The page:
Genetic testing may allow physicians to better distinguish scleroderma from its overlap syndromes and help to predict the disease’s likely course, a study reports.
The study, “Whole blood gene expression profiling distinguishes systemic sclerosis-overlap syndromes from other subsets,” was published in the Journal of the European Academy of Dermatology and Venereology.
Scleroderma, characterized by the buildup of collagen that leads to thickening and scarring of the skin and internal organs, has two major disease subsets: limited and the more severe diffuse scleroderma.
A considerable number of scleroderma patients also exhibit features of other connective tissue diseases, collectively known as scleroderma-overlap syndromes. Examples include mixed connective tissue disease and polymyositis-scleroderma syndrome.
Such clinical diversity supports the need for an approach that distinguishes scleroderma from its overlap syndromes.
To identify genes associated with such syndromes, investigators at the University of Cologne, in Germany, and colleagues did a genetic analysis of blood samples from 150 scleroderma patients and 40 healthy individuals serving as controls.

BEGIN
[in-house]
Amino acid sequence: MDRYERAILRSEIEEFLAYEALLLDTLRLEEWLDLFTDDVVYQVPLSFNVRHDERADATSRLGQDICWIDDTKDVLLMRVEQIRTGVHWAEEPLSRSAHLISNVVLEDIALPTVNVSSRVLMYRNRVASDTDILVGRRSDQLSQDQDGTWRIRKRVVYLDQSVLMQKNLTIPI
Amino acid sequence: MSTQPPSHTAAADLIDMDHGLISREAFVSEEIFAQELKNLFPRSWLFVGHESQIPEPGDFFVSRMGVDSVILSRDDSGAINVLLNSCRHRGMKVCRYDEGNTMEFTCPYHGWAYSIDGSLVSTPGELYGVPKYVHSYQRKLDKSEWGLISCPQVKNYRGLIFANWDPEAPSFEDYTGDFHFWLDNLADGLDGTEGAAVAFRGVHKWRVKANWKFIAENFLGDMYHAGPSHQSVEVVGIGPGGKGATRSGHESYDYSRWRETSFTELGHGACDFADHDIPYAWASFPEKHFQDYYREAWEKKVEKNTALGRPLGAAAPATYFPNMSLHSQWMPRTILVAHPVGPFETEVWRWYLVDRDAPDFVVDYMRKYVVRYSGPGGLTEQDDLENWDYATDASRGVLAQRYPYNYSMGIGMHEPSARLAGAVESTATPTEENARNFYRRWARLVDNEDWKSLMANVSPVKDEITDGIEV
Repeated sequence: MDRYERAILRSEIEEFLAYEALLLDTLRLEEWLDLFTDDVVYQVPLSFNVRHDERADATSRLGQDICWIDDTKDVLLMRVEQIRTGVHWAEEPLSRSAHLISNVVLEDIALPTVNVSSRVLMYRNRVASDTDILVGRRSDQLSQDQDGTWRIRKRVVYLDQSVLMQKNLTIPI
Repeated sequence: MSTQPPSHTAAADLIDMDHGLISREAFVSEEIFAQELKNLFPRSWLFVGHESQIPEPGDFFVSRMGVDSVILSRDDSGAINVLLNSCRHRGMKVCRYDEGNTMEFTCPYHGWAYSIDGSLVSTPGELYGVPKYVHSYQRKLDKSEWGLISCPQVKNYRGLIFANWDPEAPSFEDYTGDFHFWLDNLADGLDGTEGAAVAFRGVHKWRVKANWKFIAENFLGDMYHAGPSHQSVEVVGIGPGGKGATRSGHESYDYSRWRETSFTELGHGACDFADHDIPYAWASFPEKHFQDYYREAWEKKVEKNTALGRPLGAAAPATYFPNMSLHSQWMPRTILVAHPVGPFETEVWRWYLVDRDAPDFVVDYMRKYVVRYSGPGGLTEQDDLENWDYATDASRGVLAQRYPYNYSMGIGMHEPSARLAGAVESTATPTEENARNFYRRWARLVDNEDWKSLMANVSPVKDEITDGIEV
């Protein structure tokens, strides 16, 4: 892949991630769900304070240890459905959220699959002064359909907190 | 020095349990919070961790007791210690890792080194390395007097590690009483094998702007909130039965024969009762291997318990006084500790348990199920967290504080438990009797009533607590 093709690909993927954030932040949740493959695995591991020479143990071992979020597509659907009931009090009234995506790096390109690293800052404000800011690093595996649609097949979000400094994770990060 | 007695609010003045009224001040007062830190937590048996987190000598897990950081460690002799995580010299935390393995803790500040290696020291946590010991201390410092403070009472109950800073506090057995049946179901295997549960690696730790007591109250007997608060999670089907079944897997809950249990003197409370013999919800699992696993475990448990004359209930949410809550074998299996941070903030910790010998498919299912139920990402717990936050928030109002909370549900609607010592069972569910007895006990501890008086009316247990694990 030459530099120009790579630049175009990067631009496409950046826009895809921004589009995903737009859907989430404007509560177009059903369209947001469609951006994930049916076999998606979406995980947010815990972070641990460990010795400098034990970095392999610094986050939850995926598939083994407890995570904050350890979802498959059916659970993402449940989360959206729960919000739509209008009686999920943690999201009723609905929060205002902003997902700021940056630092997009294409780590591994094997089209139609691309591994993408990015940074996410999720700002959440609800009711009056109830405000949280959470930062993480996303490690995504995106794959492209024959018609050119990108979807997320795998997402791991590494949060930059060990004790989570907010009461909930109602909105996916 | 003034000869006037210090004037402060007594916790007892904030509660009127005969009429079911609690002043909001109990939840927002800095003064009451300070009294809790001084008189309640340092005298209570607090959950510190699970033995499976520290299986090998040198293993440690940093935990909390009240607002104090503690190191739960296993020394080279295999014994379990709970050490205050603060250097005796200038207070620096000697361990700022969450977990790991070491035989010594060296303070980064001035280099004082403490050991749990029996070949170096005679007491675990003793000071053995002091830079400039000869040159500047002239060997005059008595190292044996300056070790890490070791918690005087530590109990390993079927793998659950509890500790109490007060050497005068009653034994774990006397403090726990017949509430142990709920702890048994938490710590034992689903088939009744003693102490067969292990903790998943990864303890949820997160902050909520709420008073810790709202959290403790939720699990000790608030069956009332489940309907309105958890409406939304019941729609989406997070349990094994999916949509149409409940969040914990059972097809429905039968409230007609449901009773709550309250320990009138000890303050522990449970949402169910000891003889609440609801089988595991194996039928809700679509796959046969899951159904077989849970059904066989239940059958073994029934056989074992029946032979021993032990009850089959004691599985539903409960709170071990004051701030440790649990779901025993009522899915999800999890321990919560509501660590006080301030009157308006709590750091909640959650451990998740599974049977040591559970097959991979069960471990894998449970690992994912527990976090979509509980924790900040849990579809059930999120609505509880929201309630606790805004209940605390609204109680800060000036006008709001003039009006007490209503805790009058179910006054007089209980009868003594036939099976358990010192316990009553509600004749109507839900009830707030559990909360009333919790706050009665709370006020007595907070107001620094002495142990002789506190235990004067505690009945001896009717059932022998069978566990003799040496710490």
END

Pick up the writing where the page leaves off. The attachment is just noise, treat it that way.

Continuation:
Within the patient group, 86 people had limited or diffuse disease, and 64 had scleroderma-overlap syndromes.
A total of 41 genes were differently expressed — meaning the production of RNA from DNA, a first step in protein generation — between patients and controls.
Most of these genes were associated with antimicrobial and inflammatory responses, with cellular processes (including cell-to-cell communication), and with cell death and survival. Seven of the 41 genes are linked in interferon-mediated signaling, or signaling by proteins secreted by immune cells to fight off viruses, bacteria, and other foreign substances.
Almost 60% of these 41 genes have been previously linked to connective tissue diseases and other inflammatory skin disorders, including psoriasis.
Importantly, the researchers identified 31 genes that differentiated overlap syndromes from scleroderma. Besides immune response and cellular functions, such genes were related to inducible nitric oxide synthase and toll-like receptor signaling, two pathways linked to inflammation.
Machine learning algorithms were able to distinguish scleroderma from overlap syndromes with a 72% accuracy. Using this computer approach, 89 genes were identified, 57 of which were related to interferon signaling, indicating this immune protein’s crucial role in scleroderma.
“[O]ur approach allows to define a set of predictive genes allowing the classification of patients between SSc [scleroderma] and SSc-overlap patients based on a blood sample. This may enable us to identify patients at an early stage and to predict better the course of the disease in individual patients,” the researchers wrote.
This findings may also guide treatment choices, they added.